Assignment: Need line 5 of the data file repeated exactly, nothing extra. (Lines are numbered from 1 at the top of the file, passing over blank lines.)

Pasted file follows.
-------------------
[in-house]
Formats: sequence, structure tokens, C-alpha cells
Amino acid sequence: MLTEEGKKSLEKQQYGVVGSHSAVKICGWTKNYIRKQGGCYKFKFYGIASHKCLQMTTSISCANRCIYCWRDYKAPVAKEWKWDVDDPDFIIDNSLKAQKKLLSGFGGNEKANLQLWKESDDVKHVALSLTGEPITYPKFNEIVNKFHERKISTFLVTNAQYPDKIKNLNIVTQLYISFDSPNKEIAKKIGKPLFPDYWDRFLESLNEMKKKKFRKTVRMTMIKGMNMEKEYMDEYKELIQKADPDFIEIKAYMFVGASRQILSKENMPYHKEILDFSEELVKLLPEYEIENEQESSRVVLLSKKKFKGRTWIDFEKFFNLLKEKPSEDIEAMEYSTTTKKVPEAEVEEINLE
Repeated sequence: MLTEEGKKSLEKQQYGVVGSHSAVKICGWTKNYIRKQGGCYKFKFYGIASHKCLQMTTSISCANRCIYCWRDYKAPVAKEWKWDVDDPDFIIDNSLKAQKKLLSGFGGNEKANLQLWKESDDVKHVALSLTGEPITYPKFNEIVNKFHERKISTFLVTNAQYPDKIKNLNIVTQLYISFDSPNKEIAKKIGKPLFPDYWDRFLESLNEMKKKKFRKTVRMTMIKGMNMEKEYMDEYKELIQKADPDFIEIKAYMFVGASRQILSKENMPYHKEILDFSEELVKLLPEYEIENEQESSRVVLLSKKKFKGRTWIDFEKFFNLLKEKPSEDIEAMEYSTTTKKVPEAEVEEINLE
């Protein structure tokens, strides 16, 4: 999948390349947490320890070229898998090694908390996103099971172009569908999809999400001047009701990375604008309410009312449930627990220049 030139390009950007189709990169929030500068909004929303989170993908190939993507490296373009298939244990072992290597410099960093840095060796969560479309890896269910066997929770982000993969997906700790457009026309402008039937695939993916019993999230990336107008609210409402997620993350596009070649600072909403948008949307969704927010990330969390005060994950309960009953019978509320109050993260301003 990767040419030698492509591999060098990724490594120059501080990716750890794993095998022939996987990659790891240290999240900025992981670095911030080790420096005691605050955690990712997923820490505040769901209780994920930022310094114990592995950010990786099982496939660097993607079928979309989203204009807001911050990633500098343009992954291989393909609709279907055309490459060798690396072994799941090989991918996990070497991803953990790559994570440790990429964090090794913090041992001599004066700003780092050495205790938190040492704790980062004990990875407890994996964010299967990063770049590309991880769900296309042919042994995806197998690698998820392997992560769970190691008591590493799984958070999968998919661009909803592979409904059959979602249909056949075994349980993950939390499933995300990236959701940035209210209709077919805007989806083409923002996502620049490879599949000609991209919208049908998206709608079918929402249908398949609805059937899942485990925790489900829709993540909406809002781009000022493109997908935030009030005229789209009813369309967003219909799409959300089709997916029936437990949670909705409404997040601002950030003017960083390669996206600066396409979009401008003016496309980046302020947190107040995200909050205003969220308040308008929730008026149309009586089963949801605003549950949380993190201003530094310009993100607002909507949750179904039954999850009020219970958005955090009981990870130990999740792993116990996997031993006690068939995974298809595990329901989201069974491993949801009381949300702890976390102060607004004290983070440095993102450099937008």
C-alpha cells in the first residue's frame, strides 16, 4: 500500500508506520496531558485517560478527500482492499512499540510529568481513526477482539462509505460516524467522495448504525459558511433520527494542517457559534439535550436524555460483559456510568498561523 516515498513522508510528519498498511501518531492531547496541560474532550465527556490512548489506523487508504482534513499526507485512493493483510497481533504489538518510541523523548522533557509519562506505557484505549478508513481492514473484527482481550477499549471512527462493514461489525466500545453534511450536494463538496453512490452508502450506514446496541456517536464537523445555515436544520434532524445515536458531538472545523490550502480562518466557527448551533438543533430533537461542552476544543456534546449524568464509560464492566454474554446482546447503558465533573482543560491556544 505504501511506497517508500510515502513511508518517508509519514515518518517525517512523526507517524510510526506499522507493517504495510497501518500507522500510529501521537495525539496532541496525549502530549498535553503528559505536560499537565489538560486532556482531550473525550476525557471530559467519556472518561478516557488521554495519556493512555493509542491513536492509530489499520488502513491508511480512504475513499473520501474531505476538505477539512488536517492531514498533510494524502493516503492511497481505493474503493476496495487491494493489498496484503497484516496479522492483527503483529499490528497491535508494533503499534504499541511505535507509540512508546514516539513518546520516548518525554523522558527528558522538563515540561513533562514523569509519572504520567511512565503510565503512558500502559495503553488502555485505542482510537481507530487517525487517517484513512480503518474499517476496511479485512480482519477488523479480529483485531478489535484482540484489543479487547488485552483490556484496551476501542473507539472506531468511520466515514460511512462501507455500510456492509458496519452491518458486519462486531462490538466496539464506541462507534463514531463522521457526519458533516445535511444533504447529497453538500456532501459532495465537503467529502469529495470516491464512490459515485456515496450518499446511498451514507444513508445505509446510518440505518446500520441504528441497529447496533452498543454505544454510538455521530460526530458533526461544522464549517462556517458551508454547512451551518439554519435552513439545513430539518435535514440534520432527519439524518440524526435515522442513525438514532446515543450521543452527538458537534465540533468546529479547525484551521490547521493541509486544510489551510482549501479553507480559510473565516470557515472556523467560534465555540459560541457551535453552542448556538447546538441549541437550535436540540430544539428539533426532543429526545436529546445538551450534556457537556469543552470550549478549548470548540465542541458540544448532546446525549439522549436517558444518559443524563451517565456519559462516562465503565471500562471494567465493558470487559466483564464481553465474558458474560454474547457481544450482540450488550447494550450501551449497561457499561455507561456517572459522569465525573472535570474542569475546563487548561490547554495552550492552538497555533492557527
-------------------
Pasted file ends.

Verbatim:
């Protein structure tokens, strides 16, 4: 999948390349947490320890070229898998090694908390996103099971172009569908999809999400001047009701990375604008309410009312449930627990220049 030139390009950007189709990169929030500068909004929303989170993908190939993507490296373009298939244990072992290597410099960093840095060796969560479309890896269910066997929770982000993969997906700790457009026309402008039937695939993916019993999230990336107008609210409402997620993350596009070649600072909403948008949307969704927010990330969390005060994950309960009953019978509320109050993260301003 990767040419030698492509591999060098990724490594120059501080990716750890794993095998022939996987990659790891240290999240900025992981670095911030080790420096005691605050955690990712997923820490505040769901209780994920930022310094114990592995950010990786099982496939660097993607079928979309989203204009807001911050990633500098343009992954291989393909609709279907055309490459060798690396072994799941090989991918996990070497991803953990790559994570440790990429964090090794913090041992001599004066700003780092050495205790938190040492704790980062004990990875407890994996964010299967990063770049590309991880769900296309042919042994995806197998690698998820392997992560769970190691008591590493799984958070999968998919661009909803592979409904059959979602249909056949075994349980993950939390499933995300990236959701940035209210209709077919805007989806083409923002996502620049490879599949000609991209919208049908998206709608079918929402249908398949609805059937899942485990925790489900829709993540909406809002781009000022493109997908935030009030005229789209009813369309967003219909799409959300089709997916029936437990949670909705409404997040601002950030003017960083390669996206600066396409979009401008003016496309980046302020947190107040995200909050205003969220308040308008929730008026149309009586089963949801605003549950949380993190201003530094310009993100607002909507949750179904039954999850009020219970958005955090009981990870130990999740792993116990996997031993006690068939995974298809595990329901989201069974491993949801009381949300702890976390102060607004004290983070440095993102450099937008």